This doctoral thesis is a practice-led enquiry into the value of 3-D Computer Generated Imagery (CGI) in the visualisation and animation of clinical radiological scan data. The aim of this work is to develop an alternative pathway to visualising clinical data that augments and challenges the existing medical imaging aesthetic. It questions the integrity of the author?s arts-based interpretation of the radiological scan data and its relevance in the realworld context of enhancement of doctor-patient communication and interaction.The thesis starts by exploring current pathways for visualising the inner body, in particular biomedical animation, TV documentary, clinical 3-D visualisation and fine art practice inmedical imaging. This analysis is followed by an interrogation of the literature in the field of doctor-patient interaction, resulting in a small qualitative study with patients. This helps to define the opportunity for a new visualisation pathway that brings together the visual and narrative approaches of a 3-D computer animation aesthetic and the detail embedded inclinical radiological scan data.A multi-method approach is used to address the research questions. Informed by a collaborative two-year residency at Ninewells Hospital, NHS Tayside, Dundee, the author creates a series of 3-D CGI works that define this hybrid visualisation pathway. The resulting bandwidth of interpretative works is then investigated in a qualitative study involving semistructured interviews with professionals from the arts and clinical imaging. Overall, the study suggests that image integrity is tethered to context and purpose, contextualising the potential application of the author?s 3-D CGI works. The author concludes that his original contribution to knowledge is this alternative visualisation pathway, as developed through thebandwidth of interpretation. This is achieved through the exposition and use of the author?s tacit knowledge, and the collaborative approach. This provides a transferable model ofworking, for the future visualisation of medical scan data.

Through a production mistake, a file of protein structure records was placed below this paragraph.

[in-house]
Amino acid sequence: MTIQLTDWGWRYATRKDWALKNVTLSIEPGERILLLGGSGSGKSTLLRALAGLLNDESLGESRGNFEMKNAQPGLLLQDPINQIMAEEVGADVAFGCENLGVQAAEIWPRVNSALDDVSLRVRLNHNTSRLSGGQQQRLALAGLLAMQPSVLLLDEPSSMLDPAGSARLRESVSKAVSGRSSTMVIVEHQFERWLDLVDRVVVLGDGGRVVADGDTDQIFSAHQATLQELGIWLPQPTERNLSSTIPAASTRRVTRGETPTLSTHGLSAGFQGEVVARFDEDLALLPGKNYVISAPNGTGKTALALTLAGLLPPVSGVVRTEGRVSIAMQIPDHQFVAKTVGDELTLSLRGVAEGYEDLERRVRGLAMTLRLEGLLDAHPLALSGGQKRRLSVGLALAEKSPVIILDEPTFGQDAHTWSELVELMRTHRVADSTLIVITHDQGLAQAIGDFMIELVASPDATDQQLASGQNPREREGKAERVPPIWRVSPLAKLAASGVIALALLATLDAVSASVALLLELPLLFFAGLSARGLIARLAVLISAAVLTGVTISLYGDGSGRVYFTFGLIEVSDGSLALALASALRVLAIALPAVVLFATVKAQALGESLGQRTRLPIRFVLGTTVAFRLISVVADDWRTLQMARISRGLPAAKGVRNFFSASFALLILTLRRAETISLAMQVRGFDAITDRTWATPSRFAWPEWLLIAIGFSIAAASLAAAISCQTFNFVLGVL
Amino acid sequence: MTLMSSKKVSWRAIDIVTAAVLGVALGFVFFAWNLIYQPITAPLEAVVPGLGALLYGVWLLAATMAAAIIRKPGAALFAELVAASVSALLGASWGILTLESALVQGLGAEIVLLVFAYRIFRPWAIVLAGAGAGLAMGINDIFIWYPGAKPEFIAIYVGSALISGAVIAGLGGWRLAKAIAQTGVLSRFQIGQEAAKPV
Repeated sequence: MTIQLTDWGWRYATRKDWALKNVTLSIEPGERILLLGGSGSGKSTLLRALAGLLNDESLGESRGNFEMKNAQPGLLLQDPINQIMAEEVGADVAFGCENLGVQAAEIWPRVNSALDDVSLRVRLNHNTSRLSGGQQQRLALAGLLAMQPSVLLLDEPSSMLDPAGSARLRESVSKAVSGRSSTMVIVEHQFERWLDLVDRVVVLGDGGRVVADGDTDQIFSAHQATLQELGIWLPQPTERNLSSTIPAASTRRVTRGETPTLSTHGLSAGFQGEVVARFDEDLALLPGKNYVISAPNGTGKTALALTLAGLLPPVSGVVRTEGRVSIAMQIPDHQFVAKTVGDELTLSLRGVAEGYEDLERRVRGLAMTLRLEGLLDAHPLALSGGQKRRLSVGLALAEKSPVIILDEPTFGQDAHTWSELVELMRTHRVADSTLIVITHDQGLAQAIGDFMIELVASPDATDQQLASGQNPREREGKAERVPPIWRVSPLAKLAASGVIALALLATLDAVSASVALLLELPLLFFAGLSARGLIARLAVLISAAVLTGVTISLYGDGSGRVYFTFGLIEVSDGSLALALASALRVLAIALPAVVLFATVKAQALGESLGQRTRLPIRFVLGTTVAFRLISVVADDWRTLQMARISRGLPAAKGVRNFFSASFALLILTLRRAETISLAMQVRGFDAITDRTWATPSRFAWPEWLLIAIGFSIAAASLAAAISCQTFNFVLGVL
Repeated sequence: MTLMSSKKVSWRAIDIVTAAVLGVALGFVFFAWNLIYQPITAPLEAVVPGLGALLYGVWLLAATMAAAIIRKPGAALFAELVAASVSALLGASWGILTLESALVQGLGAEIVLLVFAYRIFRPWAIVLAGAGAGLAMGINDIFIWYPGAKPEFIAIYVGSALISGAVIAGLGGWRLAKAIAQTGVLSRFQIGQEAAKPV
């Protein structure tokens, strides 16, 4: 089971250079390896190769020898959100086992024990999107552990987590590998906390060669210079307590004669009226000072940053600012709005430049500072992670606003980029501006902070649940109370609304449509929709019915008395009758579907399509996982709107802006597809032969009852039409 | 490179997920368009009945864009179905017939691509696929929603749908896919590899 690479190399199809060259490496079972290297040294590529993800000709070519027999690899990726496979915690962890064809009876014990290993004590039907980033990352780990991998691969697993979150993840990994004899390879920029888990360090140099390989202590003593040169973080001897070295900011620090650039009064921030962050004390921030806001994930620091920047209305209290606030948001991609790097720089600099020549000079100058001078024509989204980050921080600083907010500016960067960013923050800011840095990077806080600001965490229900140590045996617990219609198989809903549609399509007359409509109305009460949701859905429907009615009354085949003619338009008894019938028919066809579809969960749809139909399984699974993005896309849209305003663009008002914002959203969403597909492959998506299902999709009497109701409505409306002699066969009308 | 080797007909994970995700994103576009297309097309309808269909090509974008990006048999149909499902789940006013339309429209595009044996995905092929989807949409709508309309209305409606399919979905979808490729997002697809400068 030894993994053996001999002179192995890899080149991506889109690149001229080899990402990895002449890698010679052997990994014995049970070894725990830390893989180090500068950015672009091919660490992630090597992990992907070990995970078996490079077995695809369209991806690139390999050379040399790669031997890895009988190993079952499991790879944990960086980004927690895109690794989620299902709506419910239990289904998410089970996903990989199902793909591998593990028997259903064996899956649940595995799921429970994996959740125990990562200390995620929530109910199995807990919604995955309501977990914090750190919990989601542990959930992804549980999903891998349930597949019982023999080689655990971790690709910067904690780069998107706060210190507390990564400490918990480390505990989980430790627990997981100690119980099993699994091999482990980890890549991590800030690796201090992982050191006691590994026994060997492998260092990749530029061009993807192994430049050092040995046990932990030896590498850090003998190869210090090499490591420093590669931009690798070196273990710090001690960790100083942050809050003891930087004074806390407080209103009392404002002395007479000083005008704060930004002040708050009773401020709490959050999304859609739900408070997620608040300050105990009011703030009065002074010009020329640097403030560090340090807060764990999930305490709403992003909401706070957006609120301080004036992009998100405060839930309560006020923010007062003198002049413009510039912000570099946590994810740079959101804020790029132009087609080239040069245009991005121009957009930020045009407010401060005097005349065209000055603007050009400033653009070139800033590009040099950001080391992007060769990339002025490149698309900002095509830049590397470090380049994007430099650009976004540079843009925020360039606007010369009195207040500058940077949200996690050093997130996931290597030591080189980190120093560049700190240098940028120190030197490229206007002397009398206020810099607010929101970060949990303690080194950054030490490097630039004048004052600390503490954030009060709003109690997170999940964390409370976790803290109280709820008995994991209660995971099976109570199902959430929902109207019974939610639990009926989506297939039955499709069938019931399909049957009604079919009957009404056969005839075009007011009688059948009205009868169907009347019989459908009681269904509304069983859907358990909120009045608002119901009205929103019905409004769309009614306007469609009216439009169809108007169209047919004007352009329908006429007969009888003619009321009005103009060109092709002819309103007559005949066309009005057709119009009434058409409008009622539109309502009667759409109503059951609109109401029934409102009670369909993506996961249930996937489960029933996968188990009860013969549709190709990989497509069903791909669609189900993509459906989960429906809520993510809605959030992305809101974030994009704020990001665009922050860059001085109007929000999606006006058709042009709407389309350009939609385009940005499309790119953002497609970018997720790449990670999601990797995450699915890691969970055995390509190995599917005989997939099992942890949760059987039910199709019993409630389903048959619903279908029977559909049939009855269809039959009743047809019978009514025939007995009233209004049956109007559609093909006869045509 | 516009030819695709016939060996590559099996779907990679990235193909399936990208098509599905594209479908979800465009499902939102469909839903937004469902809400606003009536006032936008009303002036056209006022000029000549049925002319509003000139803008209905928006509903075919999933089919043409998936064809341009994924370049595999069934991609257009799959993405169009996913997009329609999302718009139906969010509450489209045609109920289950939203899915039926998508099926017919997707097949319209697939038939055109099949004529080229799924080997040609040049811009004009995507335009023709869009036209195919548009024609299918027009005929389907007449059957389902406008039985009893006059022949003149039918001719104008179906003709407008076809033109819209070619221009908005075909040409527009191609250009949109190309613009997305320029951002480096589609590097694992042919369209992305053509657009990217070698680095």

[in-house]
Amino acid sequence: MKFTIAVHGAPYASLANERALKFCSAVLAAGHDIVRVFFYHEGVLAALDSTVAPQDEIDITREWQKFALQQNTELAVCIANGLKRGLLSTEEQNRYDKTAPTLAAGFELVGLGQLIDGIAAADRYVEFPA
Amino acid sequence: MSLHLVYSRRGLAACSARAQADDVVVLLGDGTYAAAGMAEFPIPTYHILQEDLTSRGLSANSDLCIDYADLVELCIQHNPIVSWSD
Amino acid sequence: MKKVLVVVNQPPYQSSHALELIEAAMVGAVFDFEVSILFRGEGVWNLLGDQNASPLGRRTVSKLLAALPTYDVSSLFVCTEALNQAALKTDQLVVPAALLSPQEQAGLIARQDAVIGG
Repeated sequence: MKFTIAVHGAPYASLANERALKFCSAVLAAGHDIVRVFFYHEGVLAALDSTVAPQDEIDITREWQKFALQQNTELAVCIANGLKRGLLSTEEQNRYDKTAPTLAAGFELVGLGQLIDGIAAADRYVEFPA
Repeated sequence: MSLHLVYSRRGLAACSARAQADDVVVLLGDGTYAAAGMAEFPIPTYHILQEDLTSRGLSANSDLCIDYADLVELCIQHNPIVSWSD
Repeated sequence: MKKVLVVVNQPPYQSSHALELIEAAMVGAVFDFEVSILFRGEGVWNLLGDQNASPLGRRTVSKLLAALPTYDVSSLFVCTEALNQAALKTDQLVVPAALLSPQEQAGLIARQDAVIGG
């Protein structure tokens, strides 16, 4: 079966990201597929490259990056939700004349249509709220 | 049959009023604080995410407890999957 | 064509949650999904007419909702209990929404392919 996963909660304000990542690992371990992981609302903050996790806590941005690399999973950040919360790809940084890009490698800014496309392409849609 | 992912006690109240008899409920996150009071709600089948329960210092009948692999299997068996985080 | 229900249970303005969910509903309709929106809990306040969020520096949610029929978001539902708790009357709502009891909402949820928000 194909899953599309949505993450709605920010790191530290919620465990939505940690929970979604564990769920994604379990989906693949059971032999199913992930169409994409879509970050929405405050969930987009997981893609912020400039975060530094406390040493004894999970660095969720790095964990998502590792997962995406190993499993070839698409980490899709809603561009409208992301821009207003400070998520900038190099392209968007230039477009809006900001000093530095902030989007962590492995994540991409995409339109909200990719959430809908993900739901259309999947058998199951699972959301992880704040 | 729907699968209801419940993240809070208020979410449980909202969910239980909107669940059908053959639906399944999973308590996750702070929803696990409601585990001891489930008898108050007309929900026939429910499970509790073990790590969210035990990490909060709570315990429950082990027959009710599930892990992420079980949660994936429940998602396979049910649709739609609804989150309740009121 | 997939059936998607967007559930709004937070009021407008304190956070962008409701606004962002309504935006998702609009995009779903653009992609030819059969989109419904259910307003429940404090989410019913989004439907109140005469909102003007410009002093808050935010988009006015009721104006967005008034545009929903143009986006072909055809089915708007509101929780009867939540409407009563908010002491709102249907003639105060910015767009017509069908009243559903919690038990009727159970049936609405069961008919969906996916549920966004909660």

|Date of Award||2009|
|Supervisor||Nigel Johnson (Supervisor)|